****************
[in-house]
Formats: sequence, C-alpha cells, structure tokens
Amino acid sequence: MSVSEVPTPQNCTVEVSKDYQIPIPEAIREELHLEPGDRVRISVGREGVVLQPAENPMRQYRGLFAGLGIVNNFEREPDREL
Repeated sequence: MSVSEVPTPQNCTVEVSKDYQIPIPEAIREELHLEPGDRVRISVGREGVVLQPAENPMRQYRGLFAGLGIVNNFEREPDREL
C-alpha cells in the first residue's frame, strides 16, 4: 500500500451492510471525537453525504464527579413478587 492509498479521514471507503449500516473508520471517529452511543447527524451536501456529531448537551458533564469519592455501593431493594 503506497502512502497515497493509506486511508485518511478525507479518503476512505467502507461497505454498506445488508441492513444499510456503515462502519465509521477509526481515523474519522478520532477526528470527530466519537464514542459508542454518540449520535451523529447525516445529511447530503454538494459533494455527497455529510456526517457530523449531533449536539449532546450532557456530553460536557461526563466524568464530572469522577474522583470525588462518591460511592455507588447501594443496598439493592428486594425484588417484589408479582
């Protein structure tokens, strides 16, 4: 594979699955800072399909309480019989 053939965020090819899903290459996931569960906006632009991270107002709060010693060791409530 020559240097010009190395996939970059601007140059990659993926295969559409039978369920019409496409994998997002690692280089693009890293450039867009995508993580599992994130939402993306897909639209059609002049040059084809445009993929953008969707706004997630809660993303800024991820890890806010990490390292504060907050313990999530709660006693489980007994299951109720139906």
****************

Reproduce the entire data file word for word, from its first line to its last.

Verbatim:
[in-house]
Formats: sequence, C-alpha cells, structure tokens
Amino acid sequence: MSVSEVPTPQNCTVEVSKDYQIPIPEAIREELHLEPGDRVRISVGREGVVLQPAENPMRQYRGLFAGLGIVNNFEREPDREL
Repeated sequence: MSVSEVPTPQNCTVEVSKDYQIPIPEAIREELHLEPGDRVRISVGREGVVLQPAENPMRQYRGLFAGLGIVNNFEREPDREL
C-alpha cells in the first residue's frame, strides 16, 4: 500500500451492510471525537453525504464527579413478587 492509498479521514471507503449500516473508520471517529452511543447527524451536501456529531448537551458533564469519592455501593431493594 503506497502512502497515497493509506486511508485518511478525507479518503476512505467502507461497505454498506445488508441492513444499510456503515462502519465509521477509526481515523474519522478520532477526528470527530466519537464514542459508542454518540449520535451523529447525516445529511447530503454538494459533494455527497455529510456526517457530523449531533449536539449532546450532557456530553460536557461526563466524568464530572469522577474522583470525588462518591460511592455507588447501594443496598439493592428486594425484588417484589408479582
């Protein structure tokens, strides 16, 4: 594979699955800072399909309480019989 053939965020090819899903290459996931569960906006632009991270107002709060010693060791409530 020559240097010009190395996939970059601007140059990659993926295969559409039978369920019409496409994998997002690692280089693009890293450039867009995508993580599992994130939402993306897909639209059609002049040059084809445009993929953008969707706004997630809660993303800024991820890890806010990490390292504060907050313990999530709660006693489980007994299951109720139906």